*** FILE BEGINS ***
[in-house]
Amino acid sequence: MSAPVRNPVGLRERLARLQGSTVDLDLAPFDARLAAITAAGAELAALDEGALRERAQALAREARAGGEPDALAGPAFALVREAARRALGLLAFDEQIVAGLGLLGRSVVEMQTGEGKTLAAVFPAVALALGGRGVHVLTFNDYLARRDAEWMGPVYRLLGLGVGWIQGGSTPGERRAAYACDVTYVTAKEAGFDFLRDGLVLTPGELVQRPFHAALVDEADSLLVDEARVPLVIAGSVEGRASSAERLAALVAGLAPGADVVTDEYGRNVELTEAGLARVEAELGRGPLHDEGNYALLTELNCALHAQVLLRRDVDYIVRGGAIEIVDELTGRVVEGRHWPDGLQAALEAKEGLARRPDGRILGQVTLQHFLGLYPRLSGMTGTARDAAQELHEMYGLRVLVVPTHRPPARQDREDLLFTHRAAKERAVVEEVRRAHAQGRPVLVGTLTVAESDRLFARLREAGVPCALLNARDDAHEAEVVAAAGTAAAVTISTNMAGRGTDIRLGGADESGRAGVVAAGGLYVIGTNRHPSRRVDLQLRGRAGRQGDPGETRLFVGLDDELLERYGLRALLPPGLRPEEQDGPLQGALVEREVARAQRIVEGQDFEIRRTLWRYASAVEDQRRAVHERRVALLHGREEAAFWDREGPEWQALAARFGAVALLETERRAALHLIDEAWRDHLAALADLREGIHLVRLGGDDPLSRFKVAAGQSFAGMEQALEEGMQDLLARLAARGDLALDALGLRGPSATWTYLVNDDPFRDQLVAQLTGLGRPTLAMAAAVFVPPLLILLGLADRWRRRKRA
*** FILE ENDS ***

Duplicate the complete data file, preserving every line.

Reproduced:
[in-house]
Amino acid sequence: MSAPVRNPVGLRERLARLQGSTVDLDLAPFDARLAAITAAGAELAALDEGALRERAQALAREARAGGEPDALAGPAFALVREAARRALGLLAFDEQIVAGLGLLGRSVVEMQTGEGKTLAAVFPAVALALGGRGVHVLTFNDYLARRDAEWMGPVYRLLGLGVGWIQGGSTPGERRAAYACDVTYVTAKEAGFDFLRDGLVLTPGELVQRPFHAALVDEADSLLVDEARVPLVIAGSVEGRASSAERLAALVAGLAPGADVVTDEYGRNVELTEAGLARVEAELGRGPLHDEGNYALLTELNCALHAQVLLRRDVDYIVRGGAIEIVDELTGRVVEGRHWPDGLQAALEAKEGLARRPDGRILGQVTLQHFLGLYPRLSGMTGTARDAAQELHEMYGLRVLVVPTHRPPARQDREDLLFTHRAAKERAVVEEVRRAHAQGRPVLVGTLTVAESDRLFARLREAGVPCALLNARDDAHEAEVVAAAGTAAAVTISTNMAGRGTDIRLGGADESGRAGVVAAGGLYVIGTNRHPSRRVDLQLRGRAGRQGDPGETRLFVGLDDELLERYGLRALLPPGLRPEEQDGPLQGALVEREVARAQRIVEGQDFEIRRTLWRYASAVEDQRRAVHERRVALLHGREEAAFWDREGPEWQALAARFGAVALLETERRAALHLIDEAWRDHLAALADLREGIHLVRLGGDDPLSRFKVAAGQSFAGMEQALEEGMQDLLARLAARGDLALDALGLRGPSATWTYLVNDDPFRDQLVAQLTGLGRPTLAMAAAVFVPPLLILLGLADRWRRRKRA